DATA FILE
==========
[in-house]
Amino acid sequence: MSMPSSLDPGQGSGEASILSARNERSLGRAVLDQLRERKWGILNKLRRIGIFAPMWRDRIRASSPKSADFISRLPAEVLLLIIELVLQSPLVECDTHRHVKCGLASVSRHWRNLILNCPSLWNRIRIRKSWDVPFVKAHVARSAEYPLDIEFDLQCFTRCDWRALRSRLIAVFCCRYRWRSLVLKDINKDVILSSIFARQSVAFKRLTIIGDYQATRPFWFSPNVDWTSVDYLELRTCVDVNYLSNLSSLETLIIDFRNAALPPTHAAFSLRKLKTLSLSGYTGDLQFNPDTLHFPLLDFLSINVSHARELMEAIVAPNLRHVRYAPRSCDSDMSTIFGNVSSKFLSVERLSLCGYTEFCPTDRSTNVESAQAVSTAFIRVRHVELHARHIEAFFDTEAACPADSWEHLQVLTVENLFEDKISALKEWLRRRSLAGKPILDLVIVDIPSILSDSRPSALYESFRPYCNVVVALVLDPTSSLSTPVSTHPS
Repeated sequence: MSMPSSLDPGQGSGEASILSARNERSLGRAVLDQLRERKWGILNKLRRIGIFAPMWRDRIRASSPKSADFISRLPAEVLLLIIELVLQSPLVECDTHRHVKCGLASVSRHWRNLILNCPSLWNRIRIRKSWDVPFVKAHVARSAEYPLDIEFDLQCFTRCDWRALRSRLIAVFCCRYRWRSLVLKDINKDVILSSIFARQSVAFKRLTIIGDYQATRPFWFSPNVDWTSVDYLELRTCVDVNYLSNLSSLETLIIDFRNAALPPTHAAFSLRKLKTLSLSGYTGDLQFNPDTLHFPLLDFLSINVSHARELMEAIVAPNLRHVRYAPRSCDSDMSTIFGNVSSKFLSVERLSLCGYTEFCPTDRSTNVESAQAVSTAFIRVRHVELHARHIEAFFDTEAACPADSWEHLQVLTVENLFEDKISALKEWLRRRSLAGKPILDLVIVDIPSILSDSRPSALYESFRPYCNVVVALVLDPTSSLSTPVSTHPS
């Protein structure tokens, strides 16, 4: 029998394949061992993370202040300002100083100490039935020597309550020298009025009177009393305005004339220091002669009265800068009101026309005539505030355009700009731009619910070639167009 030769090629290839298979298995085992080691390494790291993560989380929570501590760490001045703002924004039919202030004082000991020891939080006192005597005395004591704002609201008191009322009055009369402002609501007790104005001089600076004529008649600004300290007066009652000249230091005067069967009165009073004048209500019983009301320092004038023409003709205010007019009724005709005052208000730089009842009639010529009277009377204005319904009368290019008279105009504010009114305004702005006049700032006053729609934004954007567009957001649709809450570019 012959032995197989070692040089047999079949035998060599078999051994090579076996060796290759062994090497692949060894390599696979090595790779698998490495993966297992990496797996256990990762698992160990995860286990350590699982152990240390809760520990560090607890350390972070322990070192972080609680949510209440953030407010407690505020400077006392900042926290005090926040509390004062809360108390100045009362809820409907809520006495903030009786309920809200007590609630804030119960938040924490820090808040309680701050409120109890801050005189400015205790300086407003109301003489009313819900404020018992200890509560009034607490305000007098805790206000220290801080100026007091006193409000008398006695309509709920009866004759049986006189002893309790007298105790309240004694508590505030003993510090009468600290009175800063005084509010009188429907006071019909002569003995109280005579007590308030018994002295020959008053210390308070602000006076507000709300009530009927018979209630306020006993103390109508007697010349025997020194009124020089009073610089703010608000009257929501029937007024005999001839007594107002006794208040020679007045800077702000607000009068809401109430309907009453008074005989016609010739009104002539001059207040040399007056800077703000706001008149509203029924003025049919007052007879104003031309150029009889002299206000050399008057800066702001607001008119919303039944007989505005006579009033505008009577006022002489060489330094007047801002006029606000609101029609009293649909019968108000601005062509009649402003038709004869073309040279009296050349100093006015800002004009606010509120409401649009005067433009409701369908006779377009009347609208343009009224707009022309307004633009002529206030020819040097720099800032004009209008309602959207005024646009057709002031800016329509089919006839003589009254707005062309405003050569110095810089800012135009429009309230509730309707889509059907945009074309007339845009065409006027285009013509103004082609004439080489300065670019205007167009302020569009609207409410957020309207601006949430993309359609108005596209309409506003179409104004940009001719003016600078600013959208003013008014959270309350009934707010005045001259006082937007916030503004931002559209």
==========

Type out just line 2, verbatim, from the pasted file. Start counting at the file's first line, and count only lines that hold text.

Amino acid sequence: MSMPSSLDPGQGSGEASILSARNERSLGRAVLDQLRERKWGILNKLRRIGIFAPMWRDRIRASSPKSADFISRLPAEVLLLIIELVLQSPLVECDTHRHVKCGLASVSRHWRNLILNCPSLWNRIRIRKSWDVPFVKAHVARSAEYPLDIEFDLQCFTRCDWRALRSRLIAVFCCRYRWRSLVLKDINKDVILSSIFARQSVAFKRLTIIGDYQATRPFWFSPNVDWTSVDYLELRTCVDVNYLSNLSSLETLIIDFRNAALPPTHAAFSLRKLKTLSLSGYTGDLQFNPDTLHFPLLDFLSINVSHARELMEAIVAPNLRHVRYAPRSCDSDMSTIFGNVSSKFLSVERLSLCGYTEFCPTDRSTNVESAQAVSTAFIRVRHVELHARHIEAFFDTEAACPADSWEHLQVLTVENLFEDKISALKEWLRRRSLAGKPILDLVIVDIPSILSDSRPSALYESFRPYCNVVVALVLDPTSSLSTPVSTHPS